2. Inception, now. It didn’t go down well with the Murtaughs. Murtaugh Sr walked out after the first 10 minutes, later saying “it was meaningless rubbish.” Mrs Murtaugh endured it bravely. The children didn’t understand much more than Murtaugh Sr. Leo, the 15-year-old son, kept wailing questions every 30 seconds thus: “why is he fighting this random black guy?”, “wait, is this the dream within the dream within the dream?”, “I thought he was  a baddie!”, and so on. This is seemingly his default mode of viewing, so in Hurt Locker the questions were rather about technical matters, e.g. “but he was only hit by a few bits of rock! Why is he falling down?”, “why is he wearing that suit?”, “why are they dressed like terrorists?” and so on. i instructed him to write his questions down and ask “the group leader” in his dreams. This didn’t really work but it meant i could reply simply “ask the group leader”, a more polite way of saying “shut the hell up”.

i liked Inception and disagreed with Murtaugh, when, on the basis of the first ten minutes, he said “did it explore any philosophical themes? No. It was just total rubbish, just a load of American idiots shooting at each other.” Wallace Stevens would have relished the film (perhaps). The film’s technique was interesting – Nolan repeatedly presents a riddle, and the answer comes about 5 minutes later. The craft is very fine here – the riddles posed so as to tease and provoke, though with the Murtaughs they just frustrated and baffled.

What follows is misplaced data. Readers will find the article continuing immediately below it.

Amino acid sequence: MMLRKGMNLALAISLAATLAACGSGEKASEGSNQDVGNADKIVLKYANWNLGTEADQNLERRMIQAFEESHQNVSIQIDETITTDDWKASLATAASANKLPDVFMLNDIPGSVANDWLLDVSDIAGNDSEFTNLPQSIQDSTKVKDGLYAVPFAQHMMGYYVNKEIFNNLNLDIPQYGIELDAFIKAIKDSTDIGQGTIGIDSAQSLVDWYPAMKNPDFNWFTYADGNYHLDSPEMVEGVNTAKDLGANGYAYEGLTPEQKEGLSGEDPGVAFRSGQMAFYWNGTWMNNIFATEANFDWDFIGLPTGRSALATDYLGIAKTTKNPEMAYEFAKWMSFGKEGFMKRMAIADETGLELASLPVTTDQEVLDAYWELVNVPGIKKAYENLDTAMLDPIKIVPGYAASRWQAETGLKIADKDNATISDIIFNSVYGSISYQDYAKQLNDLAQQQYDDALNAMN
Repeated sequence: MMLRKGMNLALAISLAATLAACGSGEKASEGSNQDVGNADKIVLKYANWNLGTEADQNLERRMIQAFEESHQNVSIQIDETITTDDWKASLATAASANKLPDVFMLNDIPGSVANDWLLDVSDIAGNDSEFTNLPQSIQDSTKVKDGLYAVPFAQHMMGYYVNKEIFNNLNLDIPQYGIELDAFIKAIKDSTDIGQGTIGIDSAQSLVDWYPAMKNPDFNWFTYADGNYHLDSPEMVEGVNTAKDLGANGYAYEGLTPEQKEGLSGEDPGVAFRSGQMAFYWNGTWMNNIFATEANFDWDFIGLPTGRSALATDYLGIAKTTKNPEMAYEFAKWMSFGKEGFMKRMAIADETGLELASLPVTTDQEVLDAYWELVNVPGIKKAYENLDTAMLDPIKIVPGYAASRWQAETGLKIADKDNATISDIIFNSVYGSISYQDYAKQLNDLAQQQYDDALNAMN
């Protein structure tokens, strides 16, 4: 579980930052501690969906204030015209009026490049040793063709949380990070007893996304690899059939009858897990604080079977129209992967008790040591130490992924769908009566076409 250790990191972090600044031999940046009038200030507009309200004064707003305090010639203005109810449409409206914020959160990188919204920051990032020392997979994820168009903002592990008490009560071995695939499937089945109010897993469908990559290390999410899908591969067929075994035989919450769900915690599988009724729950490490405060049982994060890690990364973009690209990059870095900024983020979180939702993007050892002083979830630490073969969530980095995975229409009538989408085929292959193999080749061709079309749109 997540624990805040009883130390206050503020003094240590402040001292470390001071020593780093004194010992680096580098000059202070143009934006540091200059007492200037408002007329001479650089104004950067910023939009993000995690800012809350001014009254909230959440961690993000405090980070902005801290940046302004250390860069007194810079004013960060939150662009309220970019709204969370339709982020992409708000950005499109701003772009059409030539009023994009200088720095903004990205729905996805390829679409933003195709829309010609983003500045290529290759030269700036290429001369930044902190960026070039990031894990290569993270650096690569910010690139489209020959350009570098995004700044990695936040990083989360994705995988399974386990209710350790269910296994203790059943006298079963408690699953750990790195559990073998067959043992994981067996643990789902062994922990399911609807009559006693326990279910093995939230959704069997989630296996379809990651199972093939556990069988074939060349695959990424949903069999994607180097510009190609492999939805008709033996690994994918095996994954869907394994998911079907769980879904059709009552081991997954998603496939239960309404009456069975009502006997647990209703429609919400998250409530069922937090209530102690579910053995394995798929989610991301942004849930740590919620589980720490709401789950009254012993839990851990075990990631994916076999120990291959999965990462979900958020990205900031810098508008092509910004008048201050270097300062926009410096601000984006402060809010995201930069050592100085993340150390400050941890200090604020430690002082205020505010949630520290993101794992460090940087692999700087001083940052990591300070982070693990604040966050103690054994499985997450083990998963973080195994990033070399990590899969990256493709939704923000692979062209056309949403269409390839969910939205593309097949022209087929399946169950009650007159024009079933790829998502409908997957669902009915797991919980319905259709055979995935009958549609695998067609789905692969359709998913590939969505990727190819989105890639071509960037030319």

Later, i reflected on Leo’s incomprehension. He isn’t stupid, so i was puzzled by his inability to understand fairly simple events. However, i didn’t really understand them either – it was rather that i didn’t try, i accepted and observed, holding it in my mind, allowing the riddles to ping about my mind till the answer duly came. i didn’t understand more than Leo, in the moment; it was rather that i didn’t try to understand, and so i could watch and, in a sense, understand – or, rather, follow. i can distinguish here, between understanding a theme (musical or otherwise), and following – the latter is something like this: the path one takes to understanding. And for this, one must be easy with strangeness, with the inexplicable, with riddles. Suspension not merely of disbelief but of the need to understand – from this, one can understand.

In a sense, Leo’s apparent obtuseness is just a mind struggling to arrive at its own method. It is interesting to observe him – in many ways a normal 15-year-old, in others not. He is a gifted musician – nothing truly remarkable at the moment, but i think his talents will develop in time, into something of note.